I SHOULDN’T have been surprised that the Eleanor Kitzman debacle revived, at least in the mind of Senate Republican Leader Harvey Peeler, the idea of bifurcating the Department of Health and Environmental Control. That is, after all, a great way of advancing the argument that the problem with Ms. Kitzman had nothing to do with Ms. Kitzman and everything to do with the impossibility of finding anyone to run such a large and complex agency, with such an expansive portfolio.
Sen. John Courson, who had joined with Sen. Peeler the last time he tried to split the agency, underlined that argument when I ran into him at the State House a couple of days after Ms. Kitzman withdrew from consideration; he noted that to be qualified to run DHEC, you’d need to be a physician and an engineer and a lawyer and a politician. I was a bit surprised to hear such a sensible person make such a nonsensical claim, which ignores the fact that we’ve never asked that much of a DHEC director, that the problem with Ms. Kitzman was the absence of experience — much less expertise — in any of the areas within DHEC’s purview.
But what really surprised me was that as Sen. Courson went into full lobby mode, he argued not only that DHEC should be divided but that its successor agencies need to be run by directors who work directly for the governor.
What surprised me even more was that at virtually that moment, across the lobby, Gov. Haley and state Education Superintendent Molly Spearman were pressing the House to let the governor appoint the superintendent of education.
The reforms we need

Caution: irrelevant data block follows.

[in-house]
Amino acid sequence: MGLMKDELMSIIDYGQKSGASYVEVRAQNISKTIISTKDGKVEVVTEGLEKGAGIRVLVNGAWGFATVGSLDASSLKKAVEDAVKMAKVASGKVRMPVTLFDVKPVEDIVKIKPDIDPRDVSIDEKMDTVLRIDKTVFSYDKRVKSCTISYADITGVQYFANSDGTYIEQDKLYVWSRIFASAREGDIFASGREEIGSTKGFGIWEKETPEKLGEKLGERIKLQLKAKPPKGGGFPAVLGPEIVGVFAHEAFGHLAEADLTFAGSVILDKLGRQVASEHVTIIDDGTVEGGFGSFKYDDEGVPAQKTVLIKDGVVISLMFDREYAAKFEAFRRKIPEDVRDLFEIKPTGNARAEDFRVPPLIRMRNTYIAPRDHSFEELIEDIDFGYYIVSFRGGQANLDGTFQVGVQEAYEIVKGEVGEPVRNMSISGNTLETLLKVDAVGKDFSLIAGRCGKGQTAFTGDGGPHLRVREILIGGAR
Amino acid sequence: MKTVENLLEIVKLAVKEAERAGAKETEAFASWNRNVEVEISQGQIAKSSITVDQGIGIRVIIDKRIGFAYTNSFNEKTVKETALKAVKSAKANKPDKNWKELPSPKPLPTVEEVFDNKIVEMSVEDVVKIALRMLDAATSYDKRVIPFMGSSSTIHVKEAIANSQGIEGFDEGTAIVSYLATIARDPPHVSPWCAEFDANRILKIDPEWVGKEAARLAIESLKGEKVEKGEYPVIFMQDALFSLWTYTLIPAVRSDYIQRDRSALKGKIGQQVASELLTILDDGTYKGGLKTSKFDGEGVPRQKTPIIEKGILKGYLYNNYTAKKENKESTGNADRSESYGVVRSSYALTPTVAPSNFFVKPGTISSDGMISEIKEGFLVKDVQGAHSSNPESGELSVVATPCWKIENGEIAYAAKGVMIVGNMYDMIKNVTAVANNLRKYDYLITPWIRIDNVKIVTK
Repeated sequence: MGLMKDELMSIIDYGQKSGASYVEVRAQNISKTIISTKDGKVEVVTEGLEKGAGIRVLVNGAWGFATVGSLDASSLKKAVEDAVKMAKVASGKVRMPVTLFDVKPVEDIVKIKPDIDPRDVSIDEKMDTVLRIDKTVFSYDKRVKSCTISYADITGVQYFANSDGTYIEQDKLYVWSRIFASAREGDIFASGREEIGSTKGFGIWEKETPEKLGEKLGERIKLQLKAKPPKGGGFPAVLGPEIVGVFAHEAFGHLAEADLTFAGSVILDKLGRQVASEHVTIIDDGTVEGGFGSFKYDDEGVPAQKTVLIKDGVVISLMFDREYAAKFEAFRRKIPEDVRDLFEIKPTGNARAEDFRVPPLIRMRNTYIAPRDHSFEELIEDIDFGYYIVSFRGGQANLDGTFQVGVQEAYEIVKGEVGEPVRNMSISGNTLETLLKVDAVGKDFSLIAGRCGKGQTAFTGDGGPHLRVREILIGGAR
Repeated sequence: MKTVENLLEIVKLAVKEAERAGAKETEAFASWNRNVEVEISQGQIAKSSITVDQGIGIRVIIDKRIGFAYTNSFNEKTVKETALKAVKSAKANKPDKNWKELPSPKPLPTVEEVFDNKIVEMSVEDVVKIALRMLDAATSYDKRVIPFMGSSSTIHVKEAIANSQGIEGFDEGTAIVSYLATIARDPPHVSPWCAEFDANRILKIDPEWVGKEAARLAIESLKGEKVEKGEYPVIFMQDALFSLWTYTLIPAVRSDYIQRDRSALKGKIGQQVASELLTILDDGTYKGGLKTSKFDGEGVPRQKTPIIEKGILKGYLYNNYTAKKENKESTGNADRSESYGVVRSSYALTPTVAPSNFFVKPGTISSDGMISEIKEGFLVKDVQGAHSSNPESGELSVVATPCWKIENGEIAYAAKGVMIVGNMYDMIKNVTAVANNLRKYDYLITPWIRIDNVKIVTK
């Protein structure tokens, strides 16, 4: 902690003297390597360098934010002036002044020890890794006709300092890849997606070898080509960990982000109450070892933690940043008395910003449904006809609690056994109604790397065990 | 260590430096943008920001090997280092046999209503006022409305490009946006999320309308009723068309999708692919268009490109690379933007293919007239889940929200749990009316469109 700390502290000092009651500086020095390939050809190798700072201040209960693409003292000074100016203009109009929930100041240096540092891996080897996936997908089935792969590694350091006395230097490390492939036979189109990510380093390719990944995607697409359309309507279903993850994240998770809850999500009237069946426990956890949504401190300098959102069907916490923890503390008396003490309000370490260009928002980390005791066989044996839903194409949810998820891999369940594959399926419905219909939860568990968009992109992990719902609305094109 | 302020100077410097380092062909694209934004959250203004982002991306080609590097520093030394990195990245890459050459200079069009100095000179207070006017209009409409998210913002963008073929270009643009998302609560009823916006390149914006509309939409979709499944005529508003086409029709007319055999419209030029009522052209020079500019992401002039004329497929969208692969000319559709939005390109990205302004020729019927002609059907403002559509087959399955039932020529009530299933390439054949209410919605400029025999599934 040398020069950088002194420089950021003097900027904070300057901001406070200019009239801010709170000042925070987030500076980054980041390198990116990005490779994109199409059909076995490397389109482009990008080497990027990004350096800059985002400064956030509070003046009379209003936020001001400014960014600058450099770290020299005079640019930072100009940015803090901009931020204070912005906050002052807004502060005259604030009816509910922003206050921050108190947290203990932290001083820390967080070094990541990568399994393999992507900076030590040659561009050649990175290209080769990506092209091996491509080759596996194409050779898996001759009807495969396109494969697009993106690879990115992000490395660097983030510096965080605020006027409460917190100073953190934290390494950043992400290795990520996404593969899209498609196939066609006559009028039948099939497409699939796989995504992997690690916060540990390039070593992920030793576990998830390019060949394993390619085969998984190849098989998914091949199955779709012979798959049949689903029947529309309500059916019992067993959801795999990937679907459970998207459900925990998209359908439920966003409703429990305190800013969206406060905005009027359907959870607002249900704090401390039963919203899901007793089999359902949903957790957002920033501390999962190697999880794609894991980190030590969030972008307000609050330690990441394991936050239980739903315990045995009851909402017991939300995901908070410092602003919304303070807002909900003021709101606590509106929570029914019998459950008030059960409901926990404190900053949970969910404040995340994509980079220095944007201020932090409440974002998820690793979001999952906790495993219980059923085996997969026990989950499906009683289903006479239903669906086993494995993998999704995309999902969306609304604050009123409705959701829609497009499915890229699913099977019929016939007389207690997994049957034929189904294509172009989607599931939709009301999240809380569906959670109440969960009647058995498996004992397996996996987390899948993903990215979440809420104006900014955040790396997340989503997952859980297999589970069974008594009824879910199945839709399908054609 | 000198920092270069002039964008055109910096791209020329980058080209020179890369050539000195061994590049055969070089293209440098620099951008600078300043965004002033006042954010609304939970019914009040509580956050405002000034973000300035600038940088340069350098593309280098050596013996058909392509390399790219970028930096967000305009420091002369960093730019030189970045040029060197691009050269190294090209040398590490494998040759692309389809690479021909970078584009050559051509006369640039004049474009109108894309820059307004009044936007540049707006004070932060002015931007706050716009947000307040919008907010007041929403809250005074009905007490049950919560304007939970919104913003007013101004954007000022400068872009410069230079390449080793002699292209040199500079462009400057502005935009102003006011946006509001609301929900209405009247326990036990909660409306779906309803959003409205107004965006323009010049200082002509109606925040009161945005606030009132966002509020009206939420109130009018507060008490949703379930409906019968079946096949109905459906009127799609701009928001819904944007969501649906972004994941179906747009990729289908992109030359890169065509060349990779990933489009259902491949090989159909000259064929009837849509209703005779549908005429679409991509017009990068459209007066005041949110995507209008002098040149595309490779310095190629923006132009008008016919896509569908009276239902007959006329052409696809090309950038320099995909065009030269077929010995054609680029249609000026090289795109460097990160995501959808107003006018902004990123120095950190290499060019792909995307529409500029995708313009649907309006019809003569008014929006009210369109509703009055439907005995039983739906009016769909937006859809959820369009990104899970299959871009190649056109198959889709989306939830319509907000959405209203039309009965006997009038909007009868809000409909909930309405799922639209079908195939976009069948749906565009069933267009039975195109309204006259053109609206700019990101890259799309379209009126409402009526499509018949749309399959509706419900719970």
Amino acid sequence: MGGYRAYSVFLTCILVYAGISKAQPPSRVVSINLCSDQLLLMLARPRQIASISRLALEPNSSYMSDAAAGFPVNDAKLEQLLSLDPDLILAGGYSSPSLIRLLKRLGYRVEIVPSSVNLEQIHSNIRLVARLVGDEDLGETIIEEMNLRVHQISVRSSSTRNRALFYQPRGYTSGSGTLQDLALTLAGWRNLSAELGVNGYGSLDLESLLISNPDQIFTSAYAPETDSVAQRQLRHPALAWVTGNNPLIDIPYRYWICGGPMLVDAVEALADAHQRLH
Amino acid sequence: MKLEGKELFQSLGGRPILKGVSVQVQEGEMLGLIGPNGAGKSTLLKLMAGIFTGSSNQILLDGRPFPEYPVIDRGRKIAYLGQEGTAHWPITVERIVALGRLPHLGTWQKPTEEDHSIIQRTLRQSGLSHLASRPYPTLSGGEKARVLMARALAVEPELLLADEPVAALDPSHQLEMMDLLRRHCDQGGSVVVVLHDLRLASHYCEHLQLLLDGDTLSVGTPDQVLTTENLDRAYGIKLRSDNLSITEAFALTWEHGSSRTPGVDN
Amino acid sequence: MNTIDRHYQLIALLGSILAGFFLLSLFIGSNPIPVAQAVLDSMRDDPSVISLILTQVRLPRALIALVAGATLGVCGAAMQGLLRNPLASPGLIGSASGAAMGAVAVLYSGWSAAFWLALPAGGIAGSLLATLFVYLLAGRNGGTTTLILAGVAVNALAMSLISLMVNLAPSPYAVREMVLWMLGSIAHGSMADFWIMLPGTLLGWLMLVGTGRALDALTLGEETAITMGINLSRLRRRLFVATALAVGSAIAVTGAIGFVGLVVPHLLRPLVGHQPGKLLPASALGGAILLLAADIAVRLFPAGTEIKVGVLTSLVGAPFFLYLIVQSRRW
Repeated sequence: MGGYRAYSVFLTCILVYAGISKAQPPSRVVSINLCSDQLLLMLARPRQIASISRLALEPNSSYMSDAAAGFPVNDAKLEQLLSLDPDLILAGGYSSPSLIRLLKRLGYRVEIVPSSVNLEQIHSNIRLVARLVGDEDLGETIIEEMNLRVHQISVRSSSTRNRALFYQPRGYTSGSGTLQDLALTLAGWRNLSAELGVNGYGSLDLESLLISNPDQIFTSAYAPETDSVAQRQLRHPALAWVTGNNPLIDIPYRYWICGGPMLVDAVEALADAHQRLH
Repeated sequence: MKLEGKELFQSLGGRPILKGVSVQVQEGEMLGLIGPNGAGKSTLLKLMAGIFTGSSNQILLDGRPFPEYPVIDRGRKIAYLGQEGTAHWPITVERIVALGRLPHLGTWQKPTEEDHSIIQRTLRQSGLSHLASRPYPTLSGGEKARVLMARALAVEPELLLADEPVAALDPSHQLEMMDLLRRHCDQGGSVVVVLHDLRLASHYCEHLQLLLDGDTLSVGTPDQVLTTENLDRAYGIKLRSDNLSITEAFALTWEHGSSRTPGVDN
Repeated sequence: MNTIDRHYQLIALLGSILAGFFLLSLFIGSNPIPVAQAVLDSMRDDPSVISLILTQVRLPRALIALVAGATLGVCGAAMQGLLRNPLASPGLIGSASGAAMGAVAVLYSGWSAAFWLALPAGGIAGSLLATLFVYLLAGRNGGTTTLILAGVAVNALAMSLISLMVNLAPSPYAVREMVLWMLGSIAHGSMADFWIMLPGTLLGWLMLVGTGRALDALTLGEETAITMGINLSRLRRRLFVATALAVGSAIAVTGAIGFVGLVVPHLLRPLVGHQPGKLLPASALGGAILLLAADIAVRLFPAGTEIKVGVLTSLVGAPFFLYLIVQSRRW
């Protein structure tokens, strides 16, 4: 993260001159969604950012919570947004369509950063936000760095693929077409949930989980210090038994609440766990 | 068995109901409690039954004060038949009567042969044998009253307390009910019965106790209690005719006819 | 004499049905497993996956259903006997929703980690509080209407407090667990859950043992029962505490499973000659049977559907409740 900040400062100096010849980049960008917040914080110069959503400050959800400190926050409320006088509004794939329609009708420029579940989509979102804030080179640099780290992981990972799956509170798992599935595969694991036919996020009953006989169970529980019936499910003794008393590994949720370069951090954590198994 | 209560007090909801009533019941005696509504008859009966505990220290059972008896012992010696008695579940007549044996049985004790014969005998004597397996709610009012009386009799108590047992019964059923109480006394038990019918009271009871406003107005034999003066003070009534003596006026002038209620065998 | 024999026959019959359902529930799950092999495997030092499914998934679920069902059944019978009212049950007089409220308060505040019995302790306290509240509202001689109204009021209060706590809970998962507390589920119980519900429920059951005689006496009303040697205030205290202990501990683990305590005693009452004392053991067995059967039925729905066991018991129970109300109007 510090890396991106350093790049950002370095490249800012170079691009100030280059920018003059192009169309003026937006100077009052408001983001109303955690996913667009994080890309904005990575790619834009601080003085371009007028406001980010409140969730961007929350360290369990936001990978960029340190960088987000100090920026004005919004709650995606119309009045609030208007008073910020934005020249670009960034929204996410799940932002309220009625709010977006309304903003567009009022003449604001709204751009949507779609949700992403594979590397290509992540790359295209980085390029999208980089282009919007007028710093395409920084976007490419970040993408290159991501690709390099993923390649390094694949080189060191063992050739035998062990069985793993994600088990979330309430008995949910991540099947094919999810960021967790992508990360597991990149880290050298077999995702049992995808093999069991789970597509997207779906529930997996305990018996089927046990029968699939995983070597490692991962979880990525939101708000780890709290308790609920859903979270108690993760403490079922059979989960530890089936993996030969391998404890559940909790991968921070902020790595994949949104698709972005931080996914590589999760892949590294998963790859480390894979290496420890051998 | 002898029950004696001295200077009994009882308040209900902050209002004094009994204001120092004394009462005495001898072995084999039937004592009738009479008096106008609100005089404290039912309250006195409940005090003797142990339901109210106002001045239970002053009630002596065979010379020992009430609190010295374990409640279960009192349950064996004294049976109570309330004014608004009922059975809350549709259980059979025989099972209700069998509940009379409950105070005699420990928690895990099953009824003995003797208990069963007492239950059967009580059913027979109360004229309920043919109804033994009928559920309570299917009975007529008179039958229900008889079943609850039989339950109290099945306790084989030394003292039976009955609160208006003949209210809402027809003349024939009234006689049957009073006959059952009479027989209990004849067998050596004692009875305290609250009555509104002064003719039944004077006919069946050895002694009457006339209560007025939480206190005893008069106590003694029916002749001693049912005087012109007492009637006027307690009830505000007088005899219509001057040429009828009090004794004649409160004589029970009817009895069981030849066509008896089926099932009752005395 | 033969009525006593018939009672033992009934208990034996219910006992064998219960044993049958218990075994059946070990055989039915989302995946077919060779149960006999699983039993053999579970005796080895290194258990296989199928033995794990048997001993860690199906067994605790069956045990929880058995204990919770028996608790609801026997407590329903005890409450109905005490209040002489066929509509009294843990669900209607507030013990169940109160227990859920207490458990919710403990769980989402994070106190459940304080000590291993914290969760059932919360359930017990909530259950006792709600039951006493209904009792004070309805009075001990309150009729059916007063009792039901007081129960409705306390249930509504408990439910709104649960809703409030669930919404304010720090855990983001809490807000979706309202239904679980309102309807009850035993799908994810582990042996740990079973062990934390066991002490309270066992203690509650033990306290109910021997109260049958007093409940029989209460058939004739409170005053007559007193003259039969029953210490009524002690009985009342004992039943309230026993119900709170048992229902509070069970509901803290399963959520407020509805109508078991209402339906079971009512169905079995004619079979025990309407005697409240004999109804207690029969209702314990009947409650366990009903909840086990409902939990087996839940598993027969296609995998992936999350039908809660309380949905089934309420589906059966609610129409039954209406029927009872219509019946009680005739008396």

The problem isn’t that they’re wrong. They’re completely right.
The governor should hire and fire the director of the state Education Department, instead of forcing educators to become politicians — or, worse, sticking us with politicians who fancy themselves education experts.
The governor should be able to hire and fire the director of the state’s health and environmental agency — or its health agency and its environmental agency — rather than having to follow this around-the-elbow-to-get-to-the-nose route of appointing the board that appoints a director whose appointment the governor can veto.
(The governor also should be able to hire and fire the director of the departments of Agriculture and Natural Resources and Mental Health and Archives and History and the State Museum and ETV and many of the other 100 independent state agencies, which ought to be merged into a couple of dozen agencies.)
And as smart as the idea was to have a single agency to protect the environment and the public health, since public health can be so deeply affected by the environment, I’m becoming much less hostile to the idea of splitting those tasks apart, as long as it can be done in a smart way that does not result in even more separate agencies. The fact is that DHEC never has operated as a unified health and environmental agency; it’s been walled off, with the public health side given short shrift and the environmental side more interested in protecting polluters than protecting the environment.
The polluter-protection focus probably wouldn’t change if we split the agency in two, but it might be more difficult for a governor to just throw up her hands and say “It’s impossible to find anyone who has expertise in all the stuff this agency does” and try to give us someone who has no expertise in anything it does. And other problems.